Maureen Ahern doesn’t care much about the when or the who when it comes to making art.

“I want to know why,” she said. “Whether it’s historical or contemporary, I want to know why [a piece of art] was made the way it was. [The why] takes it off the shelf and into life.”

Ahern has always worked to use art to enrich life, not as an art historian but to give people an experience they might not have normally. During her 34 years as director of Keene State College’s Thorne-Sagendorph Gallery (she retired in 2015), her goal in her position was also to serve the community as well as the college.

“That’s why we had two galleries with two separate entrances,” she said of the design she created with the architect for the current building — the gallery was formerly inside the Mason Library.

“We could do a certain show in one gallery and another show in the other that might be more suitable for a particular audience,” Ahern said. She always looked for opportunities to educate both students and the public about diversity and multiculturalism.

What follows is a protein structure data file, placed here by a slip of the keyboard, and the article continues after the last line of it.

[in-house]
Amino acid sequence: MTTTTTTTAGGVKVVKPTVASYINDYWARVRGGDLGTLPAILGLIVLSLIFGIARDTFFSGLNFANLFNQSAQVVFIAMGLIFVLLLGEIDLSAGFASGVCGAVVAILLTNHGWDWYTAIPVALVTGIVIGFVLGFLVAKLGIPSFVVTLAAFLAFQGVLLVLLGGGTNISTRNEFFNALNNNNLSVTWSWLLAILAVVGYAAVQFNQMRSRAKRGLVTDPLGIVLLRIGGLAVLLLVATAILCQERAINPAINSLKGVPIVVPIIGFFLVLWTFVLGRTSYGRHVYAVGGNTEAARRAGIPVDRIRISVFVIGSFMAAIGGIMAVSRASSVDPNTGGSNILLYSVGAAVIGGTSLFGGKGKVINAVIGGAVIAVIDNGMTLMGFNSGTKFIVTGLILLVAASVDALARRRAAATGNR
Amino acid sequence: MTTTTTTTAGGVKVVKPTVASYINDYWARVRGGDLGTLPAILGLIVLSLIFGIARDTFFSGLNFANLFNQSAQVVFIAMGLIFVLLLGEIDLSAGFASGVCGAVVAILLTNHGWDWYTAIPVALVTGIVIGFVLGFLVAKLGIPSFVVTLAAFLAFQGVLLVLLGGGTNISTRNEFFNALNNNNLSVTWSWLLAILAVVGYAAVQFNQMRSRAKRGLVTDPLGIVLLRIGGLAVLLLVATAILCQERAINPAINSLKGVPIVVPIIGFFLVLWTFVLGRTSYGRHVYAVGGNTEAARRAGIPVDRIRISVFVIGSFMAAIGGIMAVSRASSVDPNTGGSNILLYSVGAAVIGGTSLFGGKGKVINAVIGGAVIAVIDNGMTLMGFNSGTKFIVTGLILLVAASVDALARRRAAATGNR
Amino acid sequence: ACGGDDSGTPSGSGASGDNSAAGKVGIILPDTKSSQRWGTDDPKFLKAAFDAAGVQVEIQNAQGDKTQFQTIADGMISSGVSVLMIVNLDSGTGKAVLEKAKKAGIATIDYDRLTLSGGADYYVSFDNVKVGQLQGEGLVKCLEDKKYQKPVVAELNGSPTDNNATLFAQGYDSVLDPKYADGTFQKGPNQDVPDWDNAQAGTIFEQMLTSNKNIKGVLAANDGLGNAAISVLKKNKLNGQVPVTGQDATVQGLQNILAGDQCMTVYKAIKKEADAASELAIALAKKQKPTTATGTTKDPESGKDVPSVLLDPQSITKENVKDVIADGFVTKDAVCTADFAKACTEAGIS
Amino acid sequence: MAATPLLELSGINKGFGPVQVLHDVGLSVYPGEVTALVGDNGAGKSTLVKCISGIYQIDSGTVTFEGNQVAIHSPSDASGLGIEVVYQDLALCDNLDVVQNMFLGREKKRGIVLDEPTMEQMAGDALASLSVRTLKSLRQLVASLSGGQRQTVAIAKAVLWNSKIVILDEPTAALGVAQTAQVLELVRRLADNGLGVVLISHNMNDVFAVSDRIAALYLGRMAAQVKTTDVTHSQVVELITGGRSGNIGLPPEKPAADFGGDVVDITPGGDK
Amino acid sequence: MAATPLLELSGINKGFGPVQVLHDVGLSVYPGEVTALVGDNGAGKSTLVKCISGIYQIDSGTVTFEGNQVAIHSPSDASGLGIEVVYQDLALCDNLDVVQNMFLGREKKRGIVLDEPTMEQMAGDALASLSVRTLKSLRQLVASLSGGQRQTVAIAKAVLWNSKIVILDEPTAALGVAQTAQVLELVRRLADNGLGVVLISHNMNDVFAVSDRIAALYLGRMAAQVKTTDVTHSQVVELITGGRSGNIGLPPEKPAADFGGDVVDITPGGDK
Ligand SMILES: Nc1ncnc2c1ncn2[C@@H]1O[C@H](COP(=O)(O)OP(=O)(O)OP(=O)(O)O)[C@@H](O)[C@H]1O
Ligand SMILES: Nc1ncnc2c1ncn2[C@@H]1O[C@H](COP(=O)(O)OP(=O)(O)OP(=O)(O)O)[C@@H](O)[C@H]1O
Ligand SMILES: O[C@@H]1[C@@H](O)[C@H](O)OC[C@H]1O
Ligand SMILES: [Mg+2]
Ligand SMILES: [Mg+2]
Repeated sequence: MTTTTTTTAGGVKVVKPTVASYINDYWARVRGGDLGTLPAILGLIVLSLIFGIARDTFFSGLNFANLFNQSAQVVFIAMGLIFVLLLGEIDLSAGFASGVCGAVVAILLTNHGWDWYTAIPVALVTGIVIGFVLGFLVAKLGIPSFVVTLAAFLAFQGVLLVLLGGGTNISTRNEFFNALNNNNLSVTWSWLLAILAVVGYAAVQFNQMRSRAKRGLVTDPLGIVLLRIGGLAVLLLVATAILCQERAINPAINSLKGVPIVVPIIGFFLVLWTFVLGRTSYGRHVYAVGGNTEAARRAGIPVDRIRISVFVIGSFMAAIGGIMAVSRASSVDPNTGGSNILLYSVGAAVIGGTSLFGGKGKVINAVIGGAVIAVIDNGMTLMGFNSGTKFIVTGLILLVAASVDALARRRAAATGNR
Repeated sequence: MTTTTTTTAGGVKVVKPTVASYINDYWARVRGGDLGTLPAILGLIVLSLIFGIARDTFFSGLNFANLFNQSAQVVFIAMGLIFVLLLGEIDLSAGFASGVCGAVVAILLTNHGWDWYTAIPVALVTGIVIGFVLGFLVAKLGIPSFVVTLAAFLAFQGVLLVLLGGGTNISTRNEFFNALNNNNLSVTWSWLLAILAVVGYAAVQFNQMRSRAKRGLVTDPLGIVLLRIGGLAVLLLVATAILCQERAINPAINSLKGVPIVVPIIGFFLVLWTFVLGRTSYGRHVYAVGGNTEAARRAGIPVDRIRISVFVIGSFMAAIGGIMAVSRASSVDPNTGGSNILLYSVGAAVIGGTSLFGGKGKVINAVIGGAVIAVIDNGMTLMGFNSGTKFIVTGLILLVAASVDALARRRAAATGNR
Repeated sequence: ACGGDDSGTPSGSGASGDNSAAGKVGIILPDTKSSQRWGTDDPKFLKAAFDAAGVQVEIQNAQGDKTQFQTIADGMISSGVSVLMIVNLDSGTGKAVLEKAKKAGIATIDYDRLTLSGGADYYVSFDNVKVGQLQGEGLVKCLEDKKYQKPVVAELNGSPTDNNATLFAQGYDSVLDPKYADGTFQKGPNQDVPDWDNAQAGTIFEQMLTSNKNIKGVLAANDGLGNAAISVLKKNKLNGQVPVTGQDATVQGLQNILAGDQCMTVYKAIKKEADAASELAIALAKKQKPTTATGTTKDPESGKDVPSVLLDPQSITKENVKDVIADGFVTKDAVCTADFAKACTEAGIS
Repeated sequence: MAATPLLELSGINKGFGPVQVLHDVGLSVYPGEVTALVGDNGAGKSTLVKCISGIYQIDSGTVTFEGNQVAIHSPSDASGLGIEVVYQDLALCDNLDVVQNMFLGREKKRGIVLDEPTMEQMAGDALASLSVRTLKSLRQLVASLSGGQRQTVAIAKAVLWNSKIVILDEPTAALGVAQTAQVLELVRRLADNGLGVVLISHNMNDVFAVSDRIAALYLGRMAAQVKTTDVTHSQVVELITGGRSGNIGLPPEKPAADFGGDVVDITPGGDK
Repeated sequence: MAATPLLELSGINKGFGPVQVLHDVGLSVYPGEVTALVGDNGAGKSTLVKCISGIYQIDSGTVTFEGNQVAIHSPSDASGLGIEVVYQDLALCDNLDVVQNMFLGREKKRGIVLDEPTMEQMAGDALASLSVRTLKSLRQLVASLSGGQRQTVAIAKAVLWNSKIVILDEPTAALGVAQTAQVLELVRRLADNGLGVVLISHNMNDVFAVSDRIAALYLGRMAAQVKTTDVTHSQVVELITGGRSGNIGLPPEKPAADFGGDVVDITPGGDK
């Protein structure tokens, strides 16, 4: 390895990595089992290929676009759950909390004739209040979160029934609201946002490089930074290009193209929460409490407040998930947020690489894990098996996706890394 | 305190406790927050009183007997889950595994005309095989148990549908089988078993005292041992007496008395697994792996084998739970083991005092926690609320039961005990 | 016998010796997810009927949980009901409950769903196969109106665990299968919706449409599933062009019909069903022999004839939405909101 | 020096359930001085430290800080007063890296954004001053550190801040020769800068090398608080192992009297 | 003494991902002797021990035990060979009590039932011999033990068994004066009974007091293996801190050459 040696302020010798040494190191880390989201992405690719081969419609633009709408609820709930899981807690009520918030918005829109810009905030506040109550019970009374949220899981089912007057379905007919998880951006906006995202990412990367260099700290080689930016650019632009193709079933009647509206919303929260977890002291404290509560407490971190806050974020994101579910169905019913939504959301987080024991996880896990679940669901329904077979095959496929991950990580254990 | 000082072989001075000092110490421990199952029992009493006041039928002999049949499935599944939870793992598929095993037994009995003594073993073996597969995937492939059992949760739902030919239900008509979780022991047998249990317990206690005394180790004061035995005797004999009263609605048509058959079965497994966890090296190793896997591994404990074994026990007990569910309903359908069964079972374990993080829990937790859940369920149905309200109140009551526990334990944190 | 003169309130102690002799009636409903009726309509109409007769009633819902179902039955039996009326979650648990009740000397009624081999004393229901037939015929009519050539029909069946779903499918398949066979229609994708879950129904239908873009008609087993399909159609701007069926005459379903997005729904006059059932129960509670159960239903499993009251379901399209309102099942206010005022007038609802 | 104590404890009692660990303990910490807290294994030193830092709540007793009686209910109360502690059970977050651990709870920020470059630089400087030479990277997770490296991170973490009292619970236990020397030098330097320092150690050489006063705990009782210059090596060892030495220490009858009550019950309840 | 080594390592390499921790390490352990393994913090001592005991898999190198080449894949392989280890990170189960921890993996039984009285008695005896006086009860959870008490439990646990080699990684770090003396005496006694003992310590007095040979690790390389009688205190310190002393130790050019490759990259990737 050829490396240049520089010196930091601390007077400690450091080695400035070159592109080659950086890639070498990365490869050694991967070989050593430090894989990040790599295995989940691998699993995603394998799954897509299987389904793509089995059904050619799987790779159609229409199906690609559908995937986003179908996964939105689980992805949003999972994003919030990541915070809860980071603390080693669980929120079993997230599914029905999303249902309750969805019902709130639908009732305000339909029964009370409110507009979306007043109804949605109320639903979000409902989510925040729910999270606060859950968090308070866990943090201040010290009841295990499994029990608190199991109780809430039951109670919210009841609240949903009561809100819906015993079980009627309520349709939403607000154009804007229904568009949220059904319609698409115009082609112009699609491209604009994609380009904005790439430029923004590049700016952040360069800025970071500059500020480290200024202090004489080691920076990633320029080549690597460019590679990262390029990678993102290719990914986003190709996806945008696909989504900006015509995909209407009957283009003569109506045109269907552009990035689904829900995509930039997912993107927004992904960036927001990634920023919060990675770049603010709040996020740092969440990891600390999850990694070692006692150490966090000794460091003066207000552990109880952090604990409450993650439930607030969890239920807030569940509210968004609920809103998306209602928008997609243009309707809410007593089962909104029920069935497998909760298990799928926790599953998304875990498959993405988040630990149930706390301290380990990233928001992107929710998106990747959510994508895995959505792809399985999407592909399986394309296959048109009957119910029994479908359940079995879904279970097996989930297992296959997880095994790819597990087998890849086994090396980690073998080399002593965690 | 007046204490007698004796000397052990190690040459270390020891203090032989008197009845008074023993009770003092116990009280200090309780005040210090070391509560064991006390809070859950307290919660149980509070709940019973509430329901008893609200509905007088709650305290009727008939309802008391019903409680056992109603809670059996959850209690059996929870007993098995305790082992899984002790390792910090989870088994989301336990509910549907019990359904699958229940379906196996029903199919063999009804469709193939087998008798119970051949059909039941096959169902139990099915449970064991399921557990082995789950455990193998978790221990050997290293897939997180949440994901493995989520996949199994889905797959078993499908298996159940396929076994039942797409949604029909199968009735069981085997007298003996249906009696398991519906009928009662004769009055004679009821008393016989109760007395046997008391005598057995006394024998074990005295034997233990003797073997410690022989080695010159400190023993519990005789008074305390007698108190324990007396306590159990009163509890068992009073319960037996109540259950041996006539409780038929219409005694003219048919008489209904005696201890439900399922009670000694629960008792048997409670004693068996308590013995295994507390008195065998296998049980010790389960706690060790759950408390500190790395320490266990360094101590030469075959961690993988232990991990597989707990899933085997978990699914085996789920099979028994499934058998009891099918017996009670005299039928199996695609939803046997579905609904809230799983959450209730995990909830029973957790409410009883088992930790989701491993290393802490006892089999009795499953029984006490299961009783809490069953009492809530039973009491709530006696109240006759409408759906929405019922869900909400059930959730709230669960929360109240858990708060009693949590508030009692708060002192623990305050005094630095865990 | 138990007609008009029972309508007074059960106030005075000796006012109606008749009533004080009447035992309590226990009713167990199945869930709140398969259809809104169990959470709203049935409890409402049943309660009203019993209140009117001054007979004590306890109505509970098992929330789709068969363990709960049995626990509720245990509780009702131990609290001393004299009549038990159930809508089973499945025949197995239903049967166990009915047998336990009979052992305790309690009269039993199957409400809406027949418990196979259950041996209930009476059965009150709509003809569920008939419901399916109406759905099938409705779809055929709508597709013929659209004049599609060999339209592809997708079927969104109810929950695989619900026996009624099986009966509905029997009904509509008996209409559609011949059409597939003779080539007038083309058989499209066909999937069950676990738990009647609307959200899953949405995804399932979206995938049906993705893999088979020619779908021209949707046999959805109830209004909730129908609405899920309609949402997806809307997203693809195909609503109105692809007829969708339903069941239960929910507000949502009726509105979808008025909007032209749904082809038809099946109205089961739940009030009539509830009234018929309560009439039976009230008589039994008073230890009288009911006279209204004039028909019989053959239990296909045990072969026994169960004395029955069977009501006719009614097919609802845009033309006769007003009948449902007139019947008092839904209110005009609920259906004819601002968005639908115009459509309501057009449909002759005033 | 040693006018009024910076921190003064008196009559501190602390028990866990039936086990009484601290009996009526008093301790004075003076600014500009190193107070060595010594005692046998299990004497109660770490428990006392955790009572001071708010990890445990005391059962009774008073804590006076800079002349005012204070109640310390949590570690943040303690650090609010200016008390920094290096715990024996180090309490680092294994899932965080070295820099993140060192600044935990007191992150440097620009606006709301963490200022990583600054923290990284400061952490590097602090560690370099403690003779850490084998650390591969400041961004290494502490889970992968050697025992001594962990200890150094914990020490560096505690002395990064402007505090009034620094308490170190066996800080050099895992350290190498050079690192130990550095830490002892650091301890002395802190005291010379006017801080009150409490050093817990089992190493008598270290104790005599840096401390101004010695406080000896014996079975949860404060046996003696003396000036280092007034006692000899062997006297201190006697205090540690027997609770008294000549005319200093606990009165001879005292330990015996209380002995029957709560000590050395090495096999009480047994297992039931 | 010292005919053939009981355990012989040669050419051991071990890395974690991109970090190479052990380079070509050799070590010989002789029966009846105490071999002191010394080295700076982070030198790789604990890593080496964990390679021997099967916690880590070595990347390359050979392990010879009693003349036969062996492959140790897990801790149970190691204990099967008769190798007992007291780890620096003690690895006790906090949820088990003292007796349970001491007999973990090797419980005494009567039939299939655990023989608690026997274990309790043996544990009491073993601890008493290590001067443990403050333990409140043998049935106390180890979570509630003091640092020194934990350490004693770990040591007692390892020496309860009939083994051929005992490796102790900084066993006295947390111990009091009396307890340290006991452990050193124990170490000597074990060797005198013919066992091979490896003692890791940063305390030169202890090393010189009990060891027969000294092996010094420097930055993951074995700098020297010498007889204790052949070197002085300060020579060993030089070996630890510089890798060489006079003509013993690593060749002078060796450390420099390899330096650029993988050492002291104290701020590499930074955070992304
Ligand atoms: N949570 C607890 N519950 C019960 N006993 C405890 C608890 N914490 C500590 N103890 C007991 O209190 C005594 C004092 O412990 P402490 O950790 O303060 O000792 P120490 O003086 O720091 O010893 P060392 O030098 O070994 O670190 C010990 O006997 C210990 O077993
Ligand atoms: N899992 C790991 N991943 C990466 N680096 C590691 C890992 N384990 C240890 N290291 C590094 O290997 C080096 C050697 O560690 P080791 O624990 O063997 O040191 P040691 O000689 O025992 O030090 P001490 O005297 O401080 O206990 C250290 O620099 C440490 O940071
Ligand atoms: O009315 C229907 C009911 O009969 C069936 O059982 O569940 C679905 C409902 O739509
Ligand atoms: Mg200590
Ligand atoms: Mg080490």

Ahern, an artist herself, grew up in Salem, Mass., and earned her master’s in painting from SUNY Albany. After a brief stint as a detective for a Boston-area agency that hired her to work at retail stores and bars (“I had to pretend I was someone I wasn’t,” she said, which made her uncomfortable), she took a position as a paid apprentice curating exhibits at the Albany Institute of History and Art.

The job was through a government program that matched nonprofits with graduate students.

“I got a lot of training,” she said. “I went to the Met [Metropolitan Museum of Art in New York City] to learn exhibition design and education.”

She met her husband there and then was hired as the Thorne-Sagendorph gallery director. After living in Swanzey for a few years, she moved to Dublin in 1998. While the job and move were meant to be temporary (she wanted to relocate to the north shore of Massachusetts), she enjoyed her job in Keene so much she decided to stay.